Manila keeps One China policy after Taiwan polls

Manila keeps One China policy after Taiwan polls

THE PHILIPPINES has reaffirmed its commitment to adhere to the One China policy after Taiwan’s presidential elections concluded over the weekend, the Philippine Department of Foreign Affairs (DFA) said on Sunday.

“The Department of Foreign Affairs reaffirms the principles contained in the Joint Communique of the Government of the Republic of the Philippines and the Government of the People’s Republic of China signed by President Ferdinand E. Marcos and Premier Zhou Enlai on 9 June 1975,” the DFA said in a statement sent to reporters in a WhatsApp message.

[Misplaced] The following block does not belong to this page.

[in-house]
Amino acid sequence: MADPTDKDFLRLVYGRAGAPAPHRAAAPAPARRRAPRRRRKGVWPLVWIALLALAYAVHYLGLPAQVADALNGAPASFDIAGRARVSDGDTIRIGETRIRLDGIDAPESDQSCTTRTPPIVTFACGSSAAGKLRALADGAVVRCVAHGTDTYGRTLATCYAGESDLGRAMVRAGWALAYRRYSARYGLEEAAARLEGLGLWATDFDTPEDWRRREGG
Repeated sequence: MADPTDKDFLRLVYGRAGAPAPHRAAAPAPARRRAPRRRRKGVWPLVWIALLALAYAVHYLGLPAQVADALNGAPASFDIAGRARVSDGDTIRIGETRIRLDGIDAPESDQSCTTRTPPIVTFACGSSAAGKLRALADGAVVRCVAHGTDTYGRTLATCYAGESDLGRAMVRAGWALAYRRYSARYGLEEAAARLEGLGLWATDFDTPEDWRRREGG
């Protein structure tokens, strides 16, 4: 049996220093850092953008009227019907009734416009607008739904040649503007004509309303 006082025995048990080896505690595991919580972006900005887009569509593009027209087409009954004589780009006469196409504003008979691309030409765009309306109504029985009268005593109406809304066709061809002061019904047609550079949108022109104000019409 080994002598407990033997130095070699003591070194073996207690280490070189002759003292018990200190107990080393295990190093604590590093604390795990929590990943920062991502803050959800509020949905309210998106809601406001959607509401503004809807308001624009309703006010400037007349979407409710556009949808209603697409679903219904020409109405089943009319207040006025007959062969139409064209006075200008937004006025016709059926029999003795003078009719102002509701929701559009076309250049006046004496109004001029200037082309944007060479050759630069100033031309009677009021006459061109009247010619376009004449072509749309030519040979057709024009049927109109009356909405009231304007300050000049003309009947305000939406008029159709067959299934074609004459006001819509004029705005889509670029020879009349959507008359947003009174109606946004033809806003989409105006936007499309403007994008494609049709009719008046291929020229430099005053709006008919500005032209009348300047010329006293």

“The Philippines is committed to its One-China Policy,” it said.

Under the agreement, the Philippines and China would agree to settle disputes by peaceful means.

William Lai Ching-te, who represented Taiwan’s ruling Democratic Progressive Party, won the race, garnering 40.1% of votes. He is Taiwan’s incumbent vice president.

On Saturday, China’s Taiwan Affairs Office spokesperson Chen Binhua said the elections would not “change the basic landscape and development trend of cross-Strait relations.”

Taiwan has been independent from China since 1949, but Beijing still claims the island is part of its territory and views Taiwan as a “renegade province.”

Tensions between the Philippines and China have worsened amid Beijing’s continued attempts to block Philippine resupply missions at Second Thomas Shoal.

In April last year, Chinese Ambassador Huan Xilian asked the Philippines to oppose Taiwan’s independence if the country “cares genuinely” about the welfare of more than 150,000 overseas Filipino workers (OFWs) there. — John Victor D. Ordoñez